This is a recipe from Barbara Kingsolver’s Animal, Vegetable, Miracle. It is the tale of her family’s year-long committment to living off the land and only buying food from their local community growers and farmers. The family of four had a few concessions, to include a couple of imported things that included olive oil, spices, tea and coffee. And they learned a lot about growing, and communing around food. Some pretty wonderful recipes developed as a result. This soup is served in the squash, and has dimension that is deeply warming. The image on the left, is the Kingsolver’s Vegetannual – an imaginary plant that bears over the course of one growing season a cornucopia of all the different vegetable products we can harvest.

Butternut bean soup Ingredients:

1 1/2 cups dried white beans, soaked overnight and drained

3 medium portobello mushroom caps, sliced (optional)

6 garlic cloves, finely chopped

1 tablespoon thyme

1 tablespoon sage

4 teaspoons rosemary

2 butternut or hubbard squash, halved lengthwise and seeded

Olive oil

Directions:

Combine beans and spices in a large saucepan, add water to cover amply, and simmer for 30-40 minutes, until beans re tender and most water has cooked off. Add mushrooms toward the end. While beans are cooking, drizzle a large roasting pan with olive oil and arrange squash skin side down. Cook at 400 degrees F for about 40 minutes, until fully tender when pierced with a fork. Remove from oven and serve each half squash filled with a generous scoop of bean soup.

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Food allergies, what’s up?

Posted by on Feb 8, 2011 in featured articles, Food for thought, news and happenings | 0 comments

There are many ideas about why we are seeing more and more food allergies, especially among children today. Some say it has to do with changed farming practices and an increase in use of pesticides and herbicides, some say it is from an over-polluted environment making immune systems more vulnerable in general, some say it is because of an increase in vaccinations and medications in general, others say the opposite, and some say it is no different than it was centuries ago but that now it is better documented.

Whatever the reason, it is clear that documented food allergies are on the rise. In the United States, the most common food culprits are: egg, milk, peanut, tree nuts, wheat, crustacean shellfish, fish, and soy. Many classrooms and even schools opt to label themselves “nut free” zones to ensure the safety of those vulnerable. Butter Beans’ kitchen, is also a nut-free zone.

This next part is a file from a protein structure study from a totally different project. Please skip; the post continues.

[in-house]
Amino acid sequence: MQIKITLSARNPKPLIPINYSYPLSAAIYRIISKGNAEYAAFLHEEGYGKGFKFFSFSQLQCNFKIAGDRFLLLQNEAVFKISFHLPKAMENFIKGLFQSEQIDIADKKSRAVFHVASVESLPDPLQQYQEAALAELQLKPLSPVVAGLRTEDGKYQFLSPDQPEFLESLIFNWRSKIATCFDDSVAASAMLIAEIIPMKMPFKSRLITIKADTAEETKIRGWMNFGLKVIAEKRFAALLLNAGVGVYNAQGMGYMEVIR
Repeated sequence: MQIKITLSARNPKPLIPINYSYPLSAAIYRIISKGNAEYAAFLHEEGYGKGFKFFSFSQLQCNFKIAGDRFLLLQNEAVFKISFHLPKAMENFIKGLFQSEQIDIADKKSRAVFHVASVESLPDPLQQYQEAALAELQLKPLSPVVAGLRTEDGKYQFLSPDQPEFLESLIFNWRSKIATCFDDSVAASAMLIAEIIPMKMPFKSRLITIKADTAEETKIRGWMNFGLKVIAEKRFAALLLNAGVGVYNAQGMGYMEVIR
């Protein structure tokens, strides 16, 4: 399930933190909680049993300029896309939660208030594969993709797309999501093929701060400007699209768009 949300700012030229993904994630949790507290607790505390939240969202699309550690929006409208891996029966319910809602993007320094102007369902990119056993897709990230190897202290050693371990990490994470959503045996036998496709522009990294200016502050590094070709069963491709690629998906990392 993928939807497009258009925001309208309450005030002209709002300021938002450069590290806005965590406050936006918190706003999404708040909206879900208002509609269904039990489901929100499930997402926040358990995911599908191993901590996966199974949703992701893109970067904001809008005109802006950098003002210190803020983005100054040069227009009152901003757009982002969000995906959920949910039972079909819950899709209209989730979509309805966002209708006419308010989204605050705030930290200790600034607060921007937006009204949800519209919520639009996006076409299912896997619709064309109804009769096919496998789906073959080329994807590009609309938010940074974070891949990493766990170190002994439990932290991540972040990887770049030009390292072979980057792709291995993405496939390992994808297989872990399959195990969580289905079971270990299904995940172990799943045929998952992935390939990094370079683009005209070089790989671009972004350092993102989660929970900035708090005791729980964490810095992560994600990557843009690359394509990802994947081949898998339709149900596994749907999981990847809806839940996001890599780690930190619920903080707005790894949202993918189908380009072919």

When it comes to food sensitivities and allergies, the symptoms really run the gamut from a runny nose, and itchy eyes, to achy joints and belly bloating, to fuzzy thinking, dizziness, asthma and anaphylactic shock. There are blood tests and skin prick tests, but at the end of the day, if you are dealing with symptoms that are not life threatening, the most fool-proof method of discovering what foods might be ailing you, is by testing the food yourself. If you suspect dairy for example, then you would opt to not eat ANY dairy for a week (easier said than done!), and then have your regular dose first thing in the morning, and see what happens. Symptoms either will show up immediately, or can take a couple of hours. You can keep a food diary where you write down how you feel right after eating a food, and then check back in with yourself two hours later. You can also check your pulse before eating, and ten minutes after. Very often, your pulse will change by up to 20 beats in response to a food sensitivity.

The good news is that many people outgrow their food induced symptoms, and others find that they tolerate said food if eaten once or twice a week, but just not everyday. This may be nature’s way of forcing variety on us.

Have you discovered a food sensitivity or allergy? If you have a story that has led to a triumphant adaptation in the kitchen, consider sharing your story with us for our cookbook.

Interested in learning more? Check out this study that was just released describing that boys, and in general more affluent children in England, have more peanut allergies that girls, and less affluent populations. Some think that living in ultra-clean (anti-bacterial) contexts are part of the problem.

Also check out the updated guidelines from the National  Institute of Allergy and Infectious Diseases.

Thank goodness humanity has a great track record for adapting to new and different landscapes of all kinds.